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Meeting the Needs of Interdisciplinary Critical Zone Scientists by Leveraging and Linking Existing Domain Repositories
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  • Jeffery Horsburgh,
  • Kerstin Lehnert,
  • Christopher Calloway,
  • Jerad Bales
Jeffery Horsburgh
Utah State University

Corresponding Author:[email protected]

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Kerstin Lehnert
Columbia University
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Christopher Calloway
University of North Carolina at Chapel Hill
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Jerad Bales
Consortium of Universities for the Advancement of Hydrologic Science, Inc.
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Abstract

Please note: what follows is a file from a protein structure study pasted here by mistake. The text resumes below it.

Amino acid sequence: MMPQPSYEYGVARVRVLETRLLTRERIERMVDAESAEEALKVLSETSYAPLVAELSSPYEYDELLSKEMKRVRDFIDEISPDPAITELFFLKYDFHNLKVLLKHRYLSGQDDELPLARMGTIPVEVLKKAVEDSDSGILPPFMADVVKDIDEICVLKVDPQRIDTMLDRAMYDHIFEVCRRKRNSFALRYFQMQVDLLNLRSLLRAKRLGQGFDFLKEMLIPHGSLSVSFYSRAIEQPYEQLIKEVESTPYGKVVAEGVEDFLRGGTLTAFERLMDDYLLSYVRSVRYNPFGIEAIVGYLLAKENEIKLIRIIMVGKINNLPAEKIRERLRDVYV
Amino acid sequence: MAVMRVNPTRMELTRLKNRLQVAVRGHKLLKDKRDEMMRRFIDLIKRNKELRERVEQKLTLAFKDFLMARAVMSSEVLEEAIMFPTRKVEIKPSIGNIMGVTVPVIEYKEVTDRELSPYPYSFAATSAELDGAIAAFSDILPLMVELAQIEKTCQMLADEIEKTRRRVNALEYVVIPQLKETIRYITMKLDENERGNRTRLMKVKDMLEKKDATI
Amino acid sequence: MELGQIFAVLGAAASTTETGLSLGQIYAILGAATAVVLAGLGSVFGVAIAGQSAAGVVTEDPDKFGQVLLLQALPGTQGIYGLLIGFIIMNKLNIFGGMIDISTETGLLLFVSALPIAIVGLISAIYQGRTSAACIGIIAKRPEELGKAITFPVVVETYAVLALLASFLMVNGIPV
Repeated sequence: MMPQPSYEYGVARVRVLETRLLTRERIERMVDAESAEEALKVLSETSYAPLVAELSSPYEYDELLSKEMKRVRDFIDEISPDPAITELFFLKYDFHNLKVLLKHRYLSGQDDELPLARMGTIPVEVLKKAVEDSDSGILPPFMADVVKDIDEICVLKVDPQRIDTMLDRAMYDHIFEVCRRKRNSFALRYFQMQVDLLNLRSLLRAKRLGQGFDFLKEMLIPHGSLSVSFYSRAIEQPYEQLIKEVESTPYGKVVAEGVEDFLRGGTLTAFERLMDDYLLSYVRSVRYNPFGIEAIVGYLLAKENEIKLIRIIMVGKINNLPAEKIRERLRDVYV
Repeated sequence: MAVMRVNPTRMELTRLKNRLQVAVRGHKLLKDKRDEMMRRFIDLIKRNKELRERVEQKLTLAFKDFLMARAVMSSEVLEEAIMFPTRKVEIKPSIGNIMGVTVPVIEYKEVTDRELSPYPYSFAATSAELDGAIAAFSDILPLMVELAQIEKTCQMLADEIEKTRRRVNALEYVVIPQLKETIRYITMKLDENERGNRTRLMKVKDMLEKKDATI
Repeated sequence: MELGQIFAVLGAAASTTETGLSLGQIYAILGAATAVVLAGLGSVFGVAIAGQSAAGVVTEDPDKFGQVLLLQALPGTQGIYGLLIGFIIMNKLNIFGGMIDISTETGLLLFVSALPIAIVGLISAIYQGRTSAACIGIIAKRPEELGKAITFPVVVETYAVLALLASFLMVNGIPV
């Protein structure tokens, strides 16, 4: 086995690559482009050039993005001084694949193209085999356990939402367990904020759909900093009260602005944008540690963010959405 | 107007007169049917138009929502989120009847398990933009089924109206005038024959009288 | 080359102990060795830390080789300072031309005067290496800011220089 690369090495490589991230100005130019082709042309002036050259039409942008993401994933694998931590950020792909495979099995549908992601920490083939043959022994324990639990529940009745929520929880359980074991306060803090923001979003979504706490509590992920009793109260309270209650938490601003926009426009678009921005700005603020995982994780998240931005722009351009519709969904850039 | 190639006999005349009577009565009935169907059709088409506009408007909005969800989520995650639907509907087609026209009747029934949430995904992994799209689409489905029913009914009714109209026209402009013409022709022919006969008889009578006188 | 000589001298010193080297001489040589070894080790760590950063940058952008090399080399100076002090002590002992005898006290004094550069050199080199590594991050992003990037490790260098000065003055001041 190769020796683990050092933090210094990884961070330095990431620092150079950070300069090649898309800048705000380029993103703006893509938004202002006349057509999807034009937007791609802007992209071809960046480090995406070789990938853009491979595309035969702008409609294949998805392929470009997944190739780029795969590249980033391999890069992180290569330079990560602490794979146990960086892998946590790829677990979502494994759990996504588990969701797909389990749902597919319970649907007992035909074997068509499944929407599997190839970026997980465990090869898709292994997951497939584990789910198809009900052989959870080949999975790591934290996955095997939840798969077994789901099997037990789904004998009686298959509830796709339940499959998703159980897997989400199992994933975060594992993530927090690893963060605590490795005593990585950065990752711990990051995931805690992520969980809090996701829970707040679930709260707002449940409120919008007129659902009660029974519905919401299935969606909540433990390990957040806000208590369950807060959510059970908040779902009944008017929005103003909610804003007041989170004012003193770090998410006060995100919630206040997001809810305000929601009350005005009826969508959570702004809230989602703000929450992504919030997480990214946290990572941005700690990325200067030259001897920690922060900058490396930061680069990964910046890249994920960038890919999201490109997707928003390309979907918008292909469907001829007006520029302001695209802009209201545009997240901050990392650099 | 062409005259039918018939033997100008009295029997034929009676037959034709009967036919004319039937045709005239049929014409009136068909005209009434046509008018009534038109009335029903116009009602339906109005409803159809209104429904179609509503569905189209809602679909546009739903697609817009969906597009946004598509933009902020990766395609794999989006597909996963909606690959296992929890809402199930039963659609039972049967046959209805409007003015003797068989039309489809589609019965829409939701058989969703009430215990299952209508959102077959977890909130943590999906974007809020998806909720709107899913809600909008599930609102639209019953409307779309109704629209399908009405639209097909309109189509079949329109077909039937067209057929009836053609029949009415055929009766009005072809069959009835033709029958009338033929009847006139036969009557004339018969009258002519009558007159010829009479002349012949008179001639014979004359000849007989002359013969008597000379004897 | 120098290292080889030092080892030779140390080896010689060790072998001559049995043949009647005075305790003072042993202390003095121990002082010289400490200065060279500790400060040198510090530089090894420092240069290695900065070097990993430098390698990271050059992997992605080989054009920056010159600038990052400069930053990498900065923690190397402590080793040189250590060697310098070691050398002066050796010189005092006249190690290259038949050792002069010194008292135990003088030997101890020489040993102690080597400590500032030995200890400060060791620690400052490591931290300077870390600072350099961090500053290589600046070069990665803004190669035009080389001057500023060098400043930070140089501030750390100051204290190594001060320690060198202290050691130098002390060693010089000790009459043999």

Critical Zone (CZ) scientists study the system of coupled chemical, biological, physical, and geological processes operating together across all scales to support life at the Earth’s surface (Brantley et al., 2007). In 2020, the U.S. National Science Foundation funded a new network of Thematic Cluster projects who are working collaboratively to answer scientific questions related to effects of urbanization on CZ processes; CZ function in semi-arid landscapes and the role of dust in sustaining these ecosystems; processes in deep bedrock and their relationship to CZ evolution; recovery of the CZ from disturbances such as fire and flooding; and changes in the coastal CZ related to rising sea level. Given the diversity of data being collected by these projects, supporting data collection, access, and archival for the larger network presents significant challenges. Leveraging existing repositories and cyberinfrastructure provides many benefits, but still poses the questions of which repositories to use and how to enable discovery of and access to data that may be deposited across different repositories. This presentation describes new cyberinfrastructure development that leverages existing, domain-specific data repositories to enable managing, curating, disseminating, and preserving data from the new network of CZ Thematic Cluster projects. A distributed architecture is under development that links existing data facilities and services, including HydroShare, EarthChem, SESAR, and eventually other systems as needed, via a CZ Hub that provides tools for simplified data submission, discovery and access, and links to computational resources for data analysis and visualization in support of CZ synthesis efforts. Our goal is to make data, samples, and software collected by the Thematic Cluster projects Findable, Accessible, Interoperable, and Reusable (FAIR), using existing domain-specific repositories. This collaboration among repositories to deliver integrated data services for an interdisciplinary science program may provide a template for future development of integrated, interdisciplinary data services. Brantley, S.L., M.B. Goldhaber, V. Ragnarsdottir (2007). Crossing disciplines and scales to understand the Critical Zone. Elements 3, 307-314, doi:10.2113/gselements.3.5.307.